These infrared-bright galaxies that either are forming extreme numbers of stars or contain these AGN are commonly referred to as luminous or ultraluminous infrared galaxies [2]. Ever since their discovery by the IRAS satellite, they have attracted a lot of attention from astronomers. However, the most extreme of the objects discovered by the IRAS satellite was the galaxy IRAS 10214. This was the most distant object seen by the IRAS satellite, which also means that it has the interesting distinction of being the most distant infrared source that anyone knew about in the 1980s [3, 4]. Astronomers have determined that the light travelled about 10.8 billion years from the galaxy IRAS 10214 to reach the Earth [3]. For the IRAS satellite to have been able to see this galaxy, it had to be producing several times more infrared radiation than a typical ultraluminous infrared galaxy [3]. It actually turned out to be in a new category of galaxies, so it was called a hyperluminous infrared galaxy. Imagine an already abnormal ultraluminous infrared galaxy that contains both a supermassive black hole and that is forming lots of stars. Now imagine that that galaxy consumed a six pack of galaxy-sized energy drinks, and that is an apt description of IRAS 10214.

One of the main reasons why IRAS 10214 can be so easily seen from so far away is because its light is being gravtiationally lensed. Using Hubble Space Telescope observations from 1994, Peter Eisenhardt and his collaborators demonstrated that another galaxy sits between Earth and IRAS 10214, and the gravitational forces from this closer galaxy have bent or lensed the light, including the infrared light, from IRAS 10214 towards the Earth, thus making IRAS 10214 look abnormally bright [4]. The light from IRAS 10214 also looks rather distorted in these Hubble Space Telescope images. The nearby galaxy that is bending the light from IRAS 10214 looks like a roughly circular object, while the light from IRAS 10214 itself appears in two different places on either side of the closer galaxy. On one side, the light from IRAS 10214 looks like a dot, while on the other side, it looks like an arc. You could imagine IRAS 10214 looking like a smiling cyclops, with the nearby galaxy forming the nose of the cyclops.

While IRAS 10214 was a rather special discovery in the 1980s, astronomers have since discovered many more very distant infrared-bright galaxies whose light has been gravitationally lensed by nearby galaxies. (I myself am even writing a science paper on these types of galaxies right now. Well, not while I'm recording, but you know what I mean.) These objects are great for a number of reasons, but I will highlight two of the major reasons why astronomers like looking at these objects. First, the gravitational lensing, while distorting the appearance of the more distant galaxies, allows astronomers to actually detect objects that they would otherwise normally not be able to see [5, 6, 7]. Second, astronomers can use models of the lensing to determine how matter is distributed within the closer galaxies, and this is an excellent way to search for dark matter [8]. Gravitational lenses also just plainly look cool. So, the next time to hear about astronomers discussing why they are so excited to see a gravitationally lensed galaxy, you hopefully understand how exciting these things are.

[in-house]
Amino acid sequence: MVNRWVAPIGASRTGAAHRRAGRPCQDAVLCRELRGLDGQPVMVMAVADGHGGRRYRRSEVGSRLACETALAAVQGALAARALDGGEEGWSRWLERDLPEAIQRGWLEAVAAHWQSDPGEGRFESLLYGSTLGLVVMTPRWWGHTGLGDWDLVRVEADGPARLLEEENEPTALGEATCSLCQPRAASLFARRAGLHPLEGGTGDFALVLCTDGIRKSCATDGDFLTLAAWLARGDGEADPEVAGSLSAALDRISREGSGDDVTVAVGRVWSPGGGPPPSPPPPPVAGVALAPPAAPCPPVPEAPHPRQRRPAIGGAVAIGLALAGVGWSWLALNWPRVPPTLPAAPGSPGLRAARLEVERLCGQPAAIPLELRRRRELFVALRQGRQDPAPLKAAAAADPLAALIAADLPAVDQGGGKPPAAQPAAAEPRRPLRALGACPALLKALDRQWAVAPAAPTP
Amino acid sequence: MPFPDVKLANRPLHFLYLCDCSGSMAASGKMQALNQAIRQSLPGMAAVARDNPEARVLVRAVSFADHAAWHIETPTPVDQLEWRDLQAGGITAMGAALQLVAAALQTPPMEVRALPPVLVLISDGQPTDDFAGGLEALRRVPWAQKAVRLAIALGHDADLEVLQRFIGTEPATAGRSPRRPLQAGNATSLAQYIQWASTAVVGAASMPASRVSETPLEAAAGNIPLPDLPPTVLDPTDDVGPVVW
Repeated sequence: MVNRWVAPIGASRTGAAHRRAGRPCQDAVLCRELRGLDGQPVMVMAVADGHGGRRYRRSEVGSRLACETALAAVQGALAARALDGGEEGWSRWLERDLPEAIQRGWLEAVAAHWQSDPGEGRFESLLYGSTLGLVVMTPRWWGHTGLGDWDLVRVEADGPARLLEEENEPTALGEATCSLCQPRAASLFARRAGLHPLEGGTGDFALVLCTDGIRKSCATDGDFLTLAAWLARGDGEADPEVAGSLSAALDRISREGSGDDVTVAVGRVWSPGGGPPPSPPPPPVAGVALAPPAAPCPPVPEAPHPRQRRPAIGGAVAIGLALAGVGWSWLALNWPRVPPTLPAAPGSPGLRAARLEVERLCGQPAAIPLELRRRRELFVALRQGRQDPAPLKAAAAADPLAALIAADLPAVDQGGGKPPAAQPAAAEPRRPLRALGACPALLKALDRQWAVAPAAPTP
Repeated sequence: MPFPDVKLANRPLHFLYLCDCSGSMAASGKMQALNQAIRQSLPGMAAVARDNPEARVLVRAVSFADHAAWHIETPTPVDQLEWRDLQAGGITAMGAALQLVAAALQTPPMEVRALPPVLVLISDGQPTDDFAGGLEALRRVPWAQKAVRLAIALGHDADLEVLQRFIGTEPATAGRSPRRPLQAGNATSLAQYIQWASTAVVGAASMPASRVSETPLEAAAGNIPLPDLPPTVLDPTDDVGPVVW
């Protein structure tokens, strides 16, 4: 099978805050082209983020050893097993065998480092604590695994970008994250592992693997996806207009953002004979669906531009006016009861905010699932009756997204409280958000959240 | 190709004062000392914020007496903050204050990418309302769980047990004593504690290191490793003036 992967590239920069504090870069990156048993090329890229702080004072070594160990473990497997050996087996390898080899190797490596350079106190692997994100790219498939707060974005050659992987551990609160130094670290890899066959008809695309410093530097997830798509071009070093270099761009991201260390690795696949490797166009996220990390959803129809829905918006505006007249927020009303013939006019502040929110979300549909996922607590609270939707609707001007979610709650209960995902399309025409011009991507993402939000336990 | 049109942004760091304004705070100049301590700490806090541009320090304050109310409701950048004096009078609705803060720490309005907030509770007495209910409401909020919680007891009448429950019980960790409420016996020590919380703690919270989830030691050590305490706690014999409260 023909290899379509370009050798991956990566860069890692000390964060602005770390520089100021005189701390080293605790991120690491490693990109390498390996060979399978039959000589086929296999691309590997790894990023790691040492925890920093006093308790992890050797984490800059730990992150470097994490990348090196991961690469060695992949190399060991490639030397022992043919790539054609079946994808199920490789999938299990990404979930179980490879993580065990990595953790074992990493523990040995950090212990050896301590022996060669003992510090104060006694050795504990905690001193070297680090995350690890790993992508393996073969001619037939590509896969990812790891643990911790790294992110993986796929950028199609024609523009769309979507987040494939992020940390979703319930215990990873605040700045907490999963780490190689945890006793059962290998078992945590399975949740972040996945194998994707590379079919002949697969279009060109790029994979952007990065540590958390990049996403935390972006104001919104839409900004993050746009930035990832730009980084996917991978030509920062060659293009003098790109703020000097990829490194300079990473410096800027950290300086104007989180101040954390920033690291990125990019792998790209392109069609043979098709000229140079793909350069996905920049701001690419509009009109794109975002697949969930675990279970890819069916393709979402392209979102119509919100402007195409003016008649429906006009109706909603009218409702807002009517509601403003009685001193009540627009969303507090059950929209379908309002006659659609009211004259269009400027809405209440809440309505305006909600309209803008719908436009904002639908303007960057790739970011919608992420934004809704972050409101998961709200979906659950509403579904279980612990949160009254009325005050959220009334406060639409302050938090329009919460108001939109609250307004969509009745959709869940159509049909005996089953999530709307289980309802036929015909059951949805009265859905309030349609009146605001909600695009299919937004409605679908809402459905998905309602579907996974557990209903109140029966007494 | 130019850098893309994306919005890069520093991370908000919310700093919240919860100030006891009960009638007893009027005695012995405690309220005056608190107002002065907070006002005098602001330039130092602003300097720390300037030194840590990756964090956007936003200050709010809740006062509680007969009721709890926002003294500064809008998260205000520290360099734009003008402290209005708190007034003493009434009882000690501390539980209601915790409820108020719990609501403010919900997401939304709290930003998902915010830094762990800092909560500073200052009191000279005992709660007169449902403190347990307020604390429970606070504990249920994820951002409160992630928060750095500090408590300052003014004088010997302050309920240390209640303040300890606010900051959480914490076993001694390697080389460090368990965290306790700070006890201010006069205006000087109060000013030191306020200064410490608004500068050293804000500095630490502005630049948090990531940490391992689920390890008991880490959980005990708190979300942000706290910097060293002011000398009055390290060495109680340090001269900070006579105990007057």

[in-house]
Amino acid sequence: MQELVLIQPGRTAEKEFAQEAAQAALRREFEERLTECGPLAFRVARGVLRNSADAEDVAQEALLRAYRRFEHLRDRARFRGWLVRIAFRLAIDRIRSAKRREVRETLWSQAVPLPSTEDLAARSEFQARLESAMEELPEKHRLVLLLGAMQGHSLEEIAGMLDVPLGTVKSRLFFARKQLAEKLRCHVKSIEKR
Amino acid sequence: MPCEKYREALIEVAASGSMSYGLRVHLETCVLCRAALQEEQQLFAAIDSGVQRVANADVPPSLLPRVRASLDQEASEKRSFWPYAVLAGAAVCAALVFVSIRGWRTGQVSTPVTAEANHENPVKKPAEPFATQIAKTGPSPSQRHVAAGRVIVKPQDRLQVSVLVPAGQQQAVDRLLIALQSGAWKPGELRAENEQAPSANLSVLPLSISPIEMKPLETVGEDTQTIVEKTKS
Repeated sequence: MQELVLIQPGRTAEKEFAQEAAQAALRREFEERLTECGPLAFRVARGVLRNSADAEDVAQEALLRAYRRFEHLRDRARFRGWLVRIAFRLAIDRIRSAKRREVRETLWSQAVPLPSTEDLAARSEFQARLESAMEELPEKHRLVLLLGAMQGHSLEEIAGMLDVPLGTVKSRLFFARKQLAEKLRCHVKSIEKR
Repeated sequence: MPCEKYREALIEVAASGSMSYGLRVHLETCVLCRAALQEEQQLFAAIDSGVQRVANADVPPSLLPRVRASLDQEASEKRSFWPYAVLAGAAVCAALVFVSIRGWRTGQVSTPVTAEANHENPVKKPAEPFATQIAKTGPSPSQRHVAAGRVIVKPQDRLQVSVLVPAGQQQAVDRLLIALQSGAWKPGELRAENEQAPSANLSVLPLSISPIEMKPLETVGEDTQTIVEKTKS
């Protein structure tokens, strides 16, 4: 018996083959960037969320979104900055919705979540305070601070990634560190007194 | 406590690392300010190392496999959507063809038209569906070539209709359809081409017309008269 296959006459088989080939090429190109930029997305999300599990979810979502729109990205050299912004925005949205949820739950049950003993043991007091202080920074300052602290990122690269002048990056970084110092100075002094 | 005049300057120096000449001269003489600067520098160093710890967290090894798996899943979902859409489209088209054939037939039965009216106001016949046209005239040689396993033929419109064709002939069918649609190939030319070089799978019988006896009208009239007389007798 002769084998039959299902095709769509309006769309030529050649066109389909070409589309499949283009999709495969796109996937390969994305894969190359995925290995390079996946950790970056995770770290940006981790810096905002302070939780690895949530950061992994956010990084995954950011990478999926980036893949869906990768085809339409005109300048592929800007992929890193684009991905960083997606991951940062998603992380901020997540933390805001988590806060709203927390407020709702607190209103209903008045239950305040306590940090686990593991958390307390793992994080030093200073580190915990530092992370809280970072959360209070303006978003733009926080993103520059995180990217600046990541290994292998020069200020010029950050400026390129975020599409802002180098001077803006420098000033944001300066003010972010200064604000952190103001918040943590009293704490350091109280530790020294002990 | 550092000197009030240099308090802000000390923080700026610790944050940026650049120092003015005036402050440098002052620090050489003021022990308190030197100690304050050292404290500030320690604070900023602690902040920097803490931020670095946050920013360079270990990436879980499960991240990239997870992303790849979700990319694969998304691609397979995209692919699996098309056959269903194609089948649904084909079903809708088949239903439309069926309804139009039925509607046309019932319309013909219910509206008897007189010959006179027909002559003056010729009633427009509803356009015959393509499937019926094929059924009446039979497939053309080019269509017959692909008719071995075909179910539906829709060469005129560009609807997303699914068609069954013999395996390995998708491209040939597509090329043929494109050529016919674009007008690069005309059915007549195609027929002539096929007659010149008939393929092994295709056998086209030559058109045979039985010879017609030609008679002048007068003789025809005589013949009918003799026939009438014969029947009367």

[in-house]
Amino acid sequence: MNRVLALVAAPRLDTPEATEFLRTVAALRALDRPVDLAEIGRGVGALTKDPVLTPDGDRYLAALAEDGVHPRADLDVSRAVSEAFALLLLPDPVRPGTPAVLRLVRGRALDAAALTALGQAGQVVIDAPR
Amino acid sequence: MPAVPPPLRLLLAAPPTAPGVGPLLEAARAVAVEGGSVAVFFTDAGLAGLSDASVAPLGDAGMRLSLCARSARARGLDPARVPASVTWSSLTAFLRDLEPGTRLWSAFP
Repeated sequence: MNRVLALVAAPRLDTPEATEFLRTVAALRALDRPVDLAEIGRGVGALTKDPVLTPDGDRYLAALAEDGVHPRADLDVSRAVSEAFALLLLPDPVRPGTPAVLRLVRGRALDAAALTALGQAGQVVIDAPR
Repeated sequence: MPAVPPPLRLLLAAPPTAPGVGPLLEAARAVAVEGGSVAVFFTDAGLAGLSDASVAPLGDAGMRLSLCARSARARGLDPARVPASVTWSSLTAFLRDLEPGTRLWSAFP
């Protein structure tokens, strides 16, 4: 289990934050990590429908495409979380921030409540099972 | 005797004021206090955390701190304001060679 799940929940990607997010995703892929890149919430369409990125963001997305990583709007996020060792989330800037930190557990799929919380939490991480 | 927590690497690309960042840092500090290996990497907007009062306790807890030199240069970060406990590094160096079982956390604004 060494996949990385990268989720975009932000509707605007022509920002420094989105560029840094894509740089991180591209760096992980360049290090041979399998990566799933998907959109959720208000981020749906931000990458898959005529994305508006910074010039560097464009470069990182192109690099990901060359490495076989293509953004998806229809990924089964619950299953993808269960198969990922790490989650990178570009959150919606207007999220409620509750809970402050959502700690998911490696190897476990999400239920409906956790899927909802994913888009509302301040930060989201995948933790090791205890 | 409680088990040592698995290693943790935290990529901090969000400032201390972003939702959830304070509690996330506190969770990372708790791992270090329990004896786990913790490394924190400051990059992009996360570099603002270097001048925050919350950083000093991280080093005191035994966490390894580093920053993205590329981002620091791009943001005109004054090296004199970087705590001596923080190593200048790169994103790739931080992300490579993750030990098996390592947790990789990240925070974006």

References

[1] Neugebauer, G. et al., The Infrared Astronomical Satellite (IRAS) mission., 1984, Astrophysical Journal Letters, 278, L1

[2] Sanders, D. B. and Mirabel, I. F., Luminous Infrared Galaxies, 1996, Annual Reviews of Astronomy and Astrophysics, 34, 749

[3] Rowan-Robinson, M. et al., A high-redshift IRAS galaxy with huge luminosity-hidden quasar or protogalaxy?, 1991, Nature, 351, 719

[4] Eisenhardt, Peter R. et al., Hubble Space Telescope Observations of the Luminous IRAS Source FSC 10214+4724: A Gravitationally Lensed Infrared Quasar, 1996, Astrophysical Journal, 461, 72

[5] Swinbank, A. M. et al., Intense star formation within resolved compact regions in a galaxy at z = 2.3, 2010, Nature, 464, 733

[6] Dye, S. et al., Revealing the complex nature of the strong gravitationally lensed system H-ATLAS J090311.6+003906 using ALMA, 2015, Monthly Notices of the Royal Astronomical Society, 452, 2258

[7] Dye, S. et al., A high-resolution investigation of the multiphase ISM in a galaxy during the first two billion years, 2022, Monthly Notices of the Royal Astronomical Society, 510, 3734

[8] Treu, Tommaso, Strong Lensing by Galaxies, 2010, Annual Reviews of Astronomy and Astrophysics, 48, 87

Podcast and Website: George J. Bendo

Special Guest Contribution: Steve Nerlich from the Cheap Astronomy Podcast

Additional Audio Editing: Steve Nerlich

Music: Immersion by Sascha Ende

Sound Effects: dronemachine, Greg_Surr, ivolipa, Jack_Master, jameswrowles, Mrthenoronha, newagesoup, Sample_Me, UncleSigmund, and Xulie at The Freesound Project

Image Viewer: Aladin Sky Atlas (developed at CDS, Strasbourg Observatory, France)

 

© George Bendo 2022. See the acknowledgments page for additional information.

Last update: 15 May 2022